U.S. Naval Academy midshipmen and faculty members recently joined with the Harvard Humanitarian Initiative (HHI) and U.S. Naval War College (NWC) to test and deploy a disaster relief shelter during a humanitarian assistance and disaster relief (HA/DR) training exercise at Harold Parker State Park.
As part of the exercise, five midshipmen deployed a ¼ scale model using gridshell technology they had researched and designed for their engineering major capstone senior design course.
A gridshell is a structure which derives its strength from its double curvature - meaning its surface curves in two different directions, like a dome or tent. Unlike those structures, a gridshell is constructed of a grid or lattice.
"Our capstone project essentially took gridshell technology and adapted it for use in a HA/DR role," said Midshipman 1st Class Sam Ciocco, lead for the team who called themselves "The Gridshellters."
When gridshell technology is used, which is relatively rare, it's usually in the area of architectural design, said Ciocco.
"Gridshells are not very well utilized or explored, so we did some exploring of our own to figure out how to use its advantages in the unique HA/DR role," he said. "We made great use of the construction method that allows a large structure to be built from the ground, without needing cranes or scaffolding. We used the modular pieces to make transportation and on-site construction easier and more efficient."
The group was led by USNA Mechanical Enginnering Dept. Assistant Professor Samar Malek. She formed the group to explore the capabilities and benefits of gridshell technology in the fast-paced environment.
Malek worked for the last year with personnel at the Naval War College and United Nations on the uses of gridshell technology. Dave Polatty, director of the war college's Civilian-Military Humanitarian Response Program, and Michael Marx, senior civil-military coordination advisor for the UN's Office for the Coordination of Humanitarian Affairs visited with the group to present expectations about civilian and military cooperation.
"This helped the team shape the technology to be deployable in a real-world context," said Malek.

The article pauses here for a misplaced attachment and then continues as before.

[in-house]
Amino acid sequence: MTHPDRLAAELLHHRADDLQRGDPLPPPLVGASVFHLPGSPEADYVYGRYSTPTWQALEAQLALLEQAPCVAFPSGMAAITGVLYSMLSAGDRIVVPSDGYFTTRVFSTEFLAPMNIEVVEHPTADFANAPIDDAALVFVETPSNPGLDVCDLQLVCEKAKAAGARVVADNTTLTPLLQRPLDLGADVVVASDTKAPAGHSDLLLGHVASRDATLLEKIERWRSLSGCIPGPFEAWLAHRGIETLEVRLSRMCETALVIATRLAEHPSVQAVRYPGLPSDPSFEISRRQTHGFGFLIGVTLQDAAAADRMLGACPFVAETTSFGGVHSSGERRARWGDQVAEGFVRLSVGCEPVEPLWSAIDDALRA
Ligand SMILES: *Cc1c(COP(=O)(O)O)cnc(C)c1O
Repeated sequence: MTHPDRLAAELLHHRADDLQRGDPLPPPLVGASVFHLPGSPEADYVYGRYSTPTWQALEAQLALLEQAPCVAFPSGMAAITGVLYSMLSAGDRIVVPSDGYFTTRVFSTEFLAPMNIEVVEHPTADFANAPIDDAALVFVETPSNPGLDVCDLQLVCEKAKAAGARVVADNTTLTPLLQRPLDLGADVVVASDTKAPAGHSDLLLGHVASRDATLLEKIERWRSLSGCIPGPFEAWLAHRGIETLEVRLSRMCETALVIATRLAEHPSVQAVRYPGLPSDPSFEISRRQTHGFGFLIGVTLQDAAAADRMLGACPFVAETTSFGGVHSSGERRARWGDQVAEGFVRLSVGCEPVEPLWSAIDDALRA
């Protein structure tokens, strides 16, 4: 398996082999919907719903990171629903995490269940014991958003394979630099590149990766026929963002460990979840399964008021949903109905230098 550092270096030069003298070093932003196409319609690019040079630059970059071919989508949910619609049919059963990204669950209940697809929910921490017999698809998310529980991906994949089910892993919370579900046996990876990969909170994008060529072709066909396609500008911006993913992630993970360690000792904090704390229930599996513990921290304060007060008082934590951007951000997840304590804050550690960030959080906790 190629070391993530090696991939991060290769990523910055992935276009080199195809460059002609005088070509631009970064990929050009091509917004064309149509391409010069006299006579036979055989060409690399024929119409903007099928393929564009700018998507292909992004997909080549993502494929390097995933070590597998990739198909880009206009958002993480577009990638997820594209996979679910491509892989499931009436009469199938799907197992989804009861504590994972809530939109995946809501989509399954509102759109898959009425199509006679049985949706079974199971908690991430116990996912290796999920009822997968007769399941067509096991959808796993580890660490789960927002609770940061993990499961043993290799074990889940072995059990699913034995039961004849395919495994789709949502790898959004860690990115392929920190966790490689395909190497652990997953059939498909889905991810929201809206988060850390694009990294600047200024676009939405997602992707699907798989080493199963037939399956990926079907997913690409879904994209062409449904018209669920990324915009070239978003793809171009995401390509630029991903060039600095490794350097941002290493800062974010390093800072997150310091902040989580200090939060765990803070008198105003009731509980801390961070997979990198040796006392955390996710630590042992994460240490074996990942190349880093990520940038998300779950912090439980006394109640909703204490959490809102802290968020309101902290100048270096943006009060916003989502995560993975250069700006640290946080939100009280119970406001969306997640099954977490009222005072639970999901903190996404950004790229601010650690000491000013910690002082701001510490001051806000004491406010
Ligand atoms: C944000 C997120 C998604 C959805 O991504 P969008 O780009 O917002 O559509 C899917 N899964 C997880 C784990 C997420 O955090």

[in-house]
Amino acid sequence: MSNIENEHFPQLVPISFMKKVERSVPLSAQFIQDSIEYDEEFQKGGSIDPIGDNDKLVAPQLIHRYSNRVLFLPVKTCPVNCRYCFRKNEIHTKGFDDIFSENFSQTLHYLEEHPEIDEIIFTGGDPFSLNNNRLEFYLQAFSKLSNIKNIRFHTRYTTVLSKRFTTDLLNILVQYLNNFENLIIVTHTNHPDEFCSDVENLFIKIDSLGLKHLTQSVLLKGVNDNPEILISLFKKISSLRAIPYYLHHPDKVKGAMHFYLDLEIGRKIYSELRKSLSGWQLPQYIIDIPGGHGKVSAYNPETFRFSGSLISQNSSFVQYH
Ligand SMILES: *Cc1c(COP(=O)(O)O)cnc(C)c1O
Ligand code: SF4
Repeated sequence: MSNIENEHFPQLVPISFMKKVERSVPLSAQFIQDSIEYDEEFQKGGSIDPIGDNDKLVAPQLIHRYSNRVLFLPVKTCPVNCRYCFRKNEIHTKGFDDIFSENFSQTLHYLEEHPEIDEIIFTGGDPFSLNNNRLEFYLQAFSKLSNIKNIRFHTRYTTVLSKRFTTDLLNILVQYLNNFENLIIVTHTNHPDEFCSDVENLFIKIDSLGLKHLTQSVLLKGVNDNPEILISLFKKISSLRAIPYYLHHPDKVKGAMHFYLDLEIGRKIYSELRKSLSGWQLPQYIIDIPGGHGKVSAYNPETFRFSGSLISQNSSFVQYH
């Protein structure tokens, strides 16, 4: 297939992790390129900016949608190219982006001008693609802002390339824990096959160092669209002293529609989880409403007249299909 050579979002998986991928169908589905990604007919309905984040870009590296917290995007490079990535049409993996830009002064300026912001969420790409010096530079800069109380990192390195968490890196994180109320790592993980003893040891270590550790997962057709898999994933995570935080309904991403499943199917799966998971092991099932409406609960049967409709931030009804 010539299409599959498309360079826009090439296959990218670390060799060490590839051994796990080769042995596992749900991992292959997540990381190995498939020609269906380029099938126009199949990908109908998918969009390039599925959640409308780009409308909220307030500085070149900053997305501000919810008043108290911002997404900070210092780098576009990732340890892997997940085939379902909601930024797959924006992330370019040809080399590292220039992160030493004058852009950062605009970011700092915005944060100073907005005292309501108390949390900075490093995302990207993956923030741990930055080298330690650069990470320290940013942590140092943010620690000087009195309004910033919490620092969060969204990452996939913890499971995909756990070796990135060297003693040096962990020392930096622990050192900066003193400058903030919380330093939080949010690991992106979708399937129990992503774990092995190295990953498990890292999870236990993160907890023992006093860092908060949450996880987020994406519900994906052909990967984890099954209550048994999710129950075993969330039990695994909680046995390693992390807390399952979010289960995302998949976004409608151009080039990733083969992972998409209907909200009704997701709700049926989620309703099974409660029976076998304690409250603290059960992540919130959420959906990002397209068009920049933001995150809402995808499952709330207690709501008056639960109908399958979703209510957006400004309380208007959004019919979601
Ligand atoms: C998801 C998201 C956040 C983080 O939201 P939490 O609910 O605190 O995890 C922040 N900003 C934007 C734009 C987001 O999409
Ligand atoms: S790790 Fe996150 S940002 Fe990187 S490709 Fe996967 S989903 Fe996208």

Polatty invited the USNA Gridshellters to test the results of their technology at the Harold Parker State Park event. This gave the midshipmen and Malek the opportunity to test if their idea made sense and how well it worked in an HA/DR situation.
The simulation brought together more than 150 volunteers with students from NWC, Harvard, Massachusetts Institute of Technology, Tufts University and humanitarian nongovernmental organizations to create a constantly changing environment. Many of the exercise participants had real-world HA/DR experience, and were able to give feedback to the midshipmen.
“We were able to share the technology with others that had been in real-world scenarios, and they gave us great insight that we wouldn’t have had otherwise,” said Malek.
The midshipmen's project was one of the highlights of the event, said Polatty.
"Their project was incredibly well received and added quite a bit to the existing discussions that typically take place regarding shelters in humanitarian emergencies," he said. "I was thrilled to see them get so much positive feedback from humanitarians on areas of the world that their design could be used in."
|Photo by Daniel Scarnecchia|
"There are so many moving parts and so many different people and organizations trying to help that coordination becomes a huge problem," said Ciocco. Coordination becomes such a vital part in making sure that people actually get the aid they need. Every person and organization brings its own capabilities, its own resources, and its own agenda to a crisis zone. This includes the U.S. military, who can be constrained by policy decisions, the United Nations coordination efforts in the mandated country, and the host country itself.”
The experience from both the simulation and development of the project was challenging, but worth the team's efforts.
"I was very happy with the outcome of our capstone project," said Midshipman 1st Class Michael Daniels-Vassallo. "The design process was frustrating at times but at the end of the day, it was incredibly rewarding."
The Gridshellter team was awarded the Mechanical Engineering Design Award during USNA's Engineering and Weapons Division year-end Awards Ceremony.
For more information about USNA’s Capstone program, visit https://www.usna.edu/EngineeringandWeapons/ResearchAndCapstone/index.php